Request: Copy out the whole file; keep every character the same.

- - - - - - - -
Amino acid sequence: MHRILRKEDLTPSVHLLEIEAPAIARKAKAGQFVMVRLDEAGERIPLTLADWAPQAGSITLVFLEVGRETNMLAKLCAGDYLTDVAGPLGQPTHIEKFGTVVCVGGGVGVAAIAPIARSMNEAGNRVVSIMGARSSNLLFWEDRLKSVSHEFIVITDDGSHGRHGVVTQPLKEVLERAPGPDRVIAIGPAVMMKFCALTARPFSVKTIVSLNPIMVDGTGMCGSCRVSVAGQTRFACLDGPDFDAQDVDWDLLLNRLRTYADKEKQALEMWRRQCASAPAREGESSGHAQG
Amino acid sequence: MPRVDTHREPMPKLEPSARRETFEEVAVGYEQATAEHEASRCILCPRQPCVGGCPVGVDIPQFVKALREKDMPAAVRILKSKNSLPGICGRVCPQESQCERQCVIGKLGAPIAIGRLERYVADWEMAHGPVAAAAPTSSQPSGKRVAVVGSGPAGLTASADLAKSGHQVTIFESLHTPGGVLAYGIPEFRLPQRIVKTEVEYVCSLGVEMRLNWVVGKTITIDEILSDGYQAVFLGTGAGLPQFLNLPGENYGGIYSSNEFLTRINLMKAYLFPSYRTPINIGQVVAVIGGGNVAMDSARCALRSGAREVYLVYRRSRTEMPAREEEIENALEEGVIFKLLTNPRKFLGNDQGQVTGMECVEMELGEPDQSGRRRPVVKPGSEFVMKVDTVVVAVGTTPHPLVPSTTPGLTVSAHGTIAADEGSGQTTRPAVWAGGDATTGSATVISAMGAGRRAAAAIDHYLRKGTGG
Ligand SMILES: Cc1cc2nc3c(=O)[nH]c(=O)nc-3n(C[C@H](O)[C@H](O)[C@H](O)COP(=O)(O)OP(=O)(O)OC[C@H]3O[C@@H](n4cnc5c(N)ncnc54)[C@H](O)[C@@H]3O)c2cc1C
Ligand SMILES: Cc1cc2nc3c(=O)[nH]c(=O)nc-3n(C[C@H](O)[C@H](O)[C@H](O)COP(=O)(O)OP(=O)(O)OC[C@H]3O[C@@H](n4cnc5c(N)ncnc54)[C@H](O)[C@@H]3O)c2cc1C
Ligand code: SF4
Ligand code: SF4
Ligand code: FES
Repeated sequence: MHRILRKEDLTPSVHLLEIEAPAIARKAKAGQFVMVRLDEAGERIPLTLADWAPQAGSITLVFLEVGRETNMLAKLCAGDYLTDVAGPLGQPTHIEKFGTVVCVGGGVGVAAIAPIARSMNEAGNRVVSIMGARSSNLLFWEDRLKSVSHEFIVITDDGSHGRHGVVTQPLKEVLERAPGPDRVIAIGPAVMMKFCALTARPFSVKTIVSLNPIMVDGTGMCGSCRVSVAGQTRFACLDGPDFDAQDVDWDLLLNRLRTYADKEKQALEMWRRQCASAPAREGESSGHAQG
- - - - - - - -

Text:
Amino acid sequence: MHRILRKEDLTPSVHLLEIEAPAIARKAKAGQFVMVRLDEAGERIPLTLADWAPQAGSITLVFLEVGRETNMLAKLCAGDYLTDVAGPLGQPTHIEKFGTVVCVGGGVGVAAIAPIARSMNEAGNRVVSIMGARSSNLLFWEDRLKSVSHEFIVITDDGSHGRHGVVTQPLKEVLERAPGPDRVIAIGPAVMMKFCALTARPFSVKTIVSLNPIMVDGTGMCGSCRVSVAGQTRFACLDGPDFDAQDVDWDLLLNRLRTYADKEKQALEMWRRQCASAPAREGESSGHAQG
Amino acid sequence: MPRVDTHREPMPKLEPSARRETFEEVAVGYEQATAEHEASRCILCPRQPCVGGCPVGVDIPQFVKALREKDMPAAVRILKSKNSLPGICGRVCPQESQCERQCVIGKLGAPIAIGRLERYVADWEMAHGPVAAAAPTSSQPSGKRVAVVGSGPAGLTASADLAKSGHQVTIFESLHTPGGVLAYGIPEFRLPQRIVKTEVEYVCSLGVEMRLNWVVGKTITIDEILSDGYQAVFLGTGAGLPQFLNLPGENYGGIYSSNEFLTRINLMKAYLFPSYRTPINIGQVVAVIGGGNVAMDSARCALRSGAREVYLVYRRSRTEMPAREEEIENALEEGVIFKLLTNPRKFLGNDQGQVTGMECVEMELGEPDQSGRRRPVVKPGSEFVMKVDTVVVAVGTTPHPLVPSTTPGLTVSAHGTIAADEGSGQTTRPAVWAGGDATTGSATVISAMGAGRRAAAAIDHYLRKGTGG
Ligand SMILES: Cc1cc2nc3c(=O)[nH]c(=O)nc-3n(C[C@H](O)[C@H](O)[C@H](O)COP(=O)(O)OP(=O)(O)OC[C@H]3O[C@@H](n4cnc5c(N)ncnc54)[C@H](O)[C@@H]3O)c2cc1C
Ligand SMILES: Cc1cc2nc3c(=O)[nH]c(=O)nc-3n(C[C@H](O)[C@H](O)[C@H](O)COP(=O)(O)OP(=O)(O)OC[C@H]3O[C@@H](n4cnc5c(N)ncnc54)[C@H](O)[C@@H]3O)c2cc1C
Ligand code: SF4
Ligand code: SF4
Ligand code: FES
Repeated sequence: MHRILRKEDLTPSVHLLEIEAPAIARKAKAGQFVMVRLDEAGERIPLTLADWAPQAGSITLVFLEVGRETNMLAKLCAGDYLTDVAGPLGQPTHIEKFGTVVCVGGGVGVAAIAPIARSMNEAGNRVVSIMGARSSNLLFWEDRLKSVSHEFIVITDDGSHGRHGVVTQPLKEVLERAPGPDRVIAIGPAVMMKFCALTARPFSVKTIVSLNPIMVDGTGMCGSCRVSVAGQTRFACLDGPDFDAQDVDWDLLLNRLRTYADKEKQALEMWRRQCASAPAREGESSGHAQG